So we left off last time with good food. With Michael’s Pollan’s seductive bestsellers and Will Allen being named among Time’s most influential people of the year, we gotta admit that food’s become pervasive part of public discourse. It’s a loaded word; it’s a political word. And for us here, food’s the thing most of us spend our days losing so (so!) much sweat over. Sounds simple, but it ain’t. Why not?
Let’s take, for instance, our volunteers as an illumination of food complexity. Currently we have 50 volunteers, all college students from around the country, self-organized, super inspired and hard-working. The goal of the summer is Food Justice; both the workshops and the work are oriented around making that a reality for this community. But the volunteers, who are in charge of their own shopping, inevitably fill the kitchen with high fructose corn syrup laden peanut butter and white pasta: not good food. And they get it. The initial reaction is, how ironic. Food Justice Summer, and we’re eating, for the most part, pretty terrible food. But then they see that no, it’s not ironic; it’s totally appropriate. Yes, we’re eating terrible food because terrible food is what’s available here, when you’re on any sort of reasonably realistic budget. Your options are 1) walking 6 or so blocks to the closest corner store, Magnolia, which offers about 5 fruits and vegetable options and 125 alcohol ones; 2) driving 10 min away from the levee down to Wal-Mart; 3) driving even further to Winn Dixie or; 4) driving towards the levee and hazard crossing the canal, which might entail a 25 minute wait at the bridge and then, quite frankly, I don’t even know where the nearest real grocery store is.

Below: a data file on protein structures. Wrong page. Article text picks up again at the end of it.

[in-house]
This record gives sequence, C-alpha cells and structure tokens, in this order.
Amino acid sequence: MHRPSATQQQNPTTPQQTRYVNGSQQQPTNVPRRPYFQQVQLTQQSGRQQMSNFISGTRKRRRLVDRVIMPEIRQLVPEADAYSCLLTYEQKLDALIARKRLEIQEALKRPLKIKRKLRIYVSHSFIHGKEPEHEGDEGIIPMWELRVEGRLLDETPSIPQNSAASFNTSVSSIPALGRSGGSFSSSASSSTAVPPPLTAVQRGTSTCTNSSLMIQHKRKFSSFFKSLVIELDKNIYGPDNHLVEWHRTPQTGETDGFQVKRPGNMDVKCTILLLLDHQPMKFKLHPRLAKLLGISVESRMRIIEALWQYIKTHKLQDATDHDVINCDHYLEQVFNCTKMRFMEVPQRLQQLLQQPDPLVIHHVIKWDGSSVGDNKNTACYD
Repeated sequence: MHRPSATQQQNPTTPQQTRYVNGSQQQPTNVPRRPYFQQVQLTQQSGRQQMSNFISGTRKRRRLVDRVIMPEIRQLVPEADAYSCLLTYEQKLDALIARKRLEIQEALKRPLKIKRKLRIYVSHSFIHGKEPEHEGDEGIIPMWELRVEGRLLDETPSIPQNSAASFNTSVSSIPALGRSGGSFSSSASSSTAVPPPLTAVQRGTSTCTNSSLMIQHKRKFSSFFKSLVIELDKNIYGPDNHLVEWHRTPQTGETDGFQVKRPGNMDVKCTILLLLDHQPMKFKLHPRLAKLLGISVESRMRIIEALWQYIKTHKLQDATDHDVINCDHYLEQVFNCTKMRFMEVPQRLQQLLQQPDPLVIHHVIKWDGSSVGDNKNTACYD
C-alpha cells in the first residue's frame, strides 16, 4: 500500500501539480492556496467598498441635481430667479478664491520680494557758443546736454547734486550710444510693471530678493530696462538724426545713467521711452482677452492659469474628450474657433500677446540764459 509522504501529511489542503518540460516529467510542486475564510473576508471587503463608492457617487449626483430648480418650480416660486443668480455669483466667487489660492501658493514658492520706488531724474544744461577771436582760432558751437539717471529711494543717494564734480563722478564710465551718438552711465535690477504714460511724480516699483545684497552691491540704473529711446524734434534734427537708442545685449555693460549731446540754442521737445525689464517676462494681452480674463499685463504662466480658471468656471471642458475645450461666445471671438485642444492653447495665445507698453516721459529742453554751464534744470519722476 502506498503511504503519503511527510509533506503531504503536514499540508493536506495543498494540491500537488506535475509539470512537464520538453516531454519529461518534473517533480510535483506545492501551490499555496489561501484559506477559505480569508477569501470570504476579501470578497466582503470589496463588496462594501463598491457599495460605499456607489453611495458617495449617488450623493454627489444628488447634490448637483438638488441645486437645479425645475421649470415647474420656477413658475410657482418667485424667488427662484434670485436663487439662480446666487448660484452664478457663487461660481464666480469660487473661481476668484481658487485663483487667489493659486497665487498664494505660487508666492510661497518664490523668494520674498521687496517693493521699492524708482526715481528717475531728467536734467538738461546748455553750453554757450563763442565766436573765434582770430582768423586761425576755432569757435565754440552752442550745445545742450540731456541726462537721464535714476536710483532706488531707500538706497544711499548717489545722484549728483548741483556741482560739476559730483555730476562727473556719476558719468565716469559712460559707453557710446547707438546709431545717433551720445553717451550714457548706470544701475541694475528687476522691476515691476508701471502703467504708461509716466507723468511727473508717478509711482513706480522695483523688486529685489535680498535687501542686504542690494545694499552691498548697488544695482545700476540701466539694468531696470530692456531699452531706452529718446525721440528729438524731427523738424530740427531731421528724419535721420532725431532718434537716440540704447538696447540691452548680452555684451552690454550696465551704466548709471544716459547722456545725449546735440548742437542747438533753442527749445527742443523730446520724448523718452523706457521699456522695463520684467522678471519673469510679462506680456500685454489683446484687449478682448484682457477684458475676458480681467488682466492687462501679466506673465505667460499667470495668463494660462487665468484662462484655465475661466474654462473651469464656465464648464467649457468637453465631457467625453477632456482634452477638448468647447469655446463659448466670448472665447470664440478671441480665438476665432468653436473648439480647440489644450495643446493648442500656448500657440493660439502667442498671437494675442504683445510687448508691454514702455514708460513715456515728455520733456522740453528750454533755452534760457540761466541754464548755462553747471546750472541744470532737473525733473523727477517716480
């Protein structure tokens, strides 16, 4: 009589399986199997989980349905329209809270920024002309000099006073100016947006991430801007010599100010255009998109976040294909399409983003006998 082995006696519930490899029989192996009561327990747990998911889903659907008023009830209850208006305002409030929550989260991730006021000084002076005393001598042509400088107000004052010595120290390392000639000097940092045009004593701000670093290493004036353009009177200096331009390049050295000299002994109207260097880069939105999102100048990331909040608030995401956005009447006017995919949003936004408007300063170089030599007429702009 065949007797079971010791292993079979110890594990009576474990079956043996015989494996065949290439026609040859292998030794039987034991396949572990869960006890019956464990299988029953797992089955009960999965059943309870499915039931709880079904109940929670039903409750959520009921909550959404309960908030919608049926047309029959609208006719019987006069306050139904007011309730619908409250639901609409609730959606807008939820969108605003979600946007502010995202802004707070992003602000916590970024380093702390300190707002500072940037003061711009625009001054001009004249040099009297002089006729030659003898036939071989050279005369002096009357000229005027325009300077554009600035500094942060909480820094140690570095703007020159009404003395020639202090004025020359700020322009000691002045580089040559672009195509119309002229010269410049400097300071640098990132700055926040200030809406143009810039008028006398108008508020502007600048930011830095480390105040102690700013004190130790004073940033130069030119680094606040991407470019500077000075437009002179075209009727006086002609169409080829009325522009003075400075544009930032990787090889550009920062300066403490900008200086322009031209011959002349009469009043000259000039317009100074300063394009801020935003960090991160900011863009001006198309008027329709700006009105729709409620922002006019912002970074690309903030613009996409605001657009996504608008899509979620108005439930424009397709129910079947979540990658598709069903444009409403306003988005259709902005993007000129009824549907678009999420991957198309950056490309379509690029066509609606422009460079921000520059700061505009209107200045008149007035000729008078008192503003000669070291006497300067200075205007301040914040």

So, no, good food is not simple. Food in the lower ninth is not accessible, it’s not nutritious, it’s not local, it’s not diverse. And that’s just the food as a thing itself. That’s not even looking at the whole food system, which brings to light more layers of injustice: the depopulation and exploitation of farmers, the insane average distance your food travels and all the money that passes through all the hands who carry the food to you which in turn makes it more expensive once it gets there, Monsanto’s monopoly, and on and on. Those are just the factors that happened to come to mind right now.
Our food is no good. It’s not good for people and it’s not good for the earth. There are many Americans today who are able to ignore that reality, who are able to access enough good food to keep believing that our food is good. But this “good food” is as much a part of the bad US food system as the bad food is, because it’s enabling the growing gap between good nutritious, expensive and, well, what’s the opposite? – bad, empty, cheap food. That good food exists for some people alongside so much bad food for most people means we have a system of food injustice.
That’s my perfunctory 1 am analysis.
So absolutely we need to grow some more better food. I’m remembering again the Biblical words that I have heard in so many contexts, but that seem especially applicable here, imagining it as, (farmers) “go forth, be fruitful and multiply.”
Now you tell me – why’s everyone talking about food all of a sudden? And what of it is good food talk? And what will it take to make it more than just the talk?